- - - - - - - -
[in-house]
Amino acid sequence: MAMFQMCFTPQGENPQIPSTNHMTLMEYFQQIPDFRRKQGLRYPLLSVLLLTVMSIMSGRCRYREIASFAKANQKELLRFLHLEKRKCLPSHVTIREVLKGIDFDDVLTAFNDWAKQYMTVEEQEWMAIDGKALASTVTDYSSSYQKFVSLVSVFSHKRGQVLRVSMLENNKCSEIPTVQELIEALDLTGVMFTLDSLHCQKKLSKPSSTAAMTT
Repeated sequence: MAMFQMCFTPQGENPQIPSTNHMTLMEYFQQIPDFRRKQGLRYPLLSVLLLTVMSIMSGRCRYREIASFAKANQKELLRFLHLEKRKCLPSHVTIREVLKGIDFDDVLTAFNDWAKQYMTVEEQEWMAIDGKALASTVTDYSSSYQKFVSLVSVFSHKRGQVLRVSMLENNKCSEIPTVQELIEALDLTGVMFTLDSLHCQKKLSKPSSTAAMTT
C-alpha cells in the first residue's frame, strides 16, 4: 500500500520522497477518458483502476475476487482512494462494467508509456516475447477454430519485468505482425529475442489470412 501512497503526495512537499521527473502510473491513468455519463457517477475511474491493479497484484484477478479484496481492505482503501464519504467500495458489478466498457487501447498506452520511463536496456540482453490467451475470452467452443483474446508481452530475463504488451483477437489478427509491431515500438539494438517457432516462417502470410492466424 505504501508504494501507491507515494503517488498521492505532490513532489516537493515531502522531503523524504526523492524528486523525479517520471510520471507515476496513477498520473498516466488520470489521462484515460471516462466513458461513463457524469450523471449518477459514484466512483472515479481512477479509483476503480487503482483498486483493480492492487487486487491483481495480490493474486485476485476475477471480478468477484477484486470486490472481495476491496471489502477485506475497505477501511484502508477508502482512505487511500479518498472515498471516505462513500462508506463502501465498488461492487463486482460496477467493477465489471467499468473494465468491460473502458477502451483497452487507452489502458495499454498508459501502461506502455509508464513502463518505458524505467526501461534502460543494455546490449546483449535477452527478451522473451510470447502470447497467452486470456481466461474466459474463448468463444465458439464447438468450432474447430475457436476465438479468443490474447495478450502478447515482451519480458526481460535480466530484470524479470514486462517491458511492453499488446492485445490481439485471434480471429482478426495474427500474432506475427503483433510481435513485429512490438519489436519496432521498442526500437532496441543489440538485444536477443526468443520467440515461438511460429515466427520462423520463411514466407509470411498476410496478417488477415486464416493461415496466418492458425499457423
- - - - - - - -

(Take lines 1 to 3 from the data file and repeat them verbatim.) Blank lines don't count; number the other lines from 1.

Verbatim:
[in-house]
Amino acid sequence: MAMFQMCFTPQGENPQIPSTNHMTLMEYFQQIPDFRRKQGLRYPLLSVLLLTVMSIMSGRCRYREIASFAKANQKELLRFLHLEKRKCLPSHVTIREVLKGIDFDDVLTAFNDWAKQYMTVEEQEWMAIDGKALASTVTDYSSSYQKFVSLVSVFSHKRGQVLRVSMLENNKCSEIPTVQELIEALDLTGVMFTLDSLHCQKKLSKPSSTAAMTT
Repeated sequence: MAMFQMCFTPQGENPQIPSTNHMTLMEYFQQIPDFRRKQGLRYPLLSVLLLTVMSIMSGRCRYREIASFAKANQKELLRFLHLEKRKCLPSHVTIREVLKGIDFDDVLTAFNDWAKQYMTVEEQEWMAIDGKALASTVTDYSSSYQKFVSLVSVFSHKRGQVLRVSMLENNKCSEIPTVQELIEALDLTGVMFTLDSLHCQKKLSKPSSTAAMTT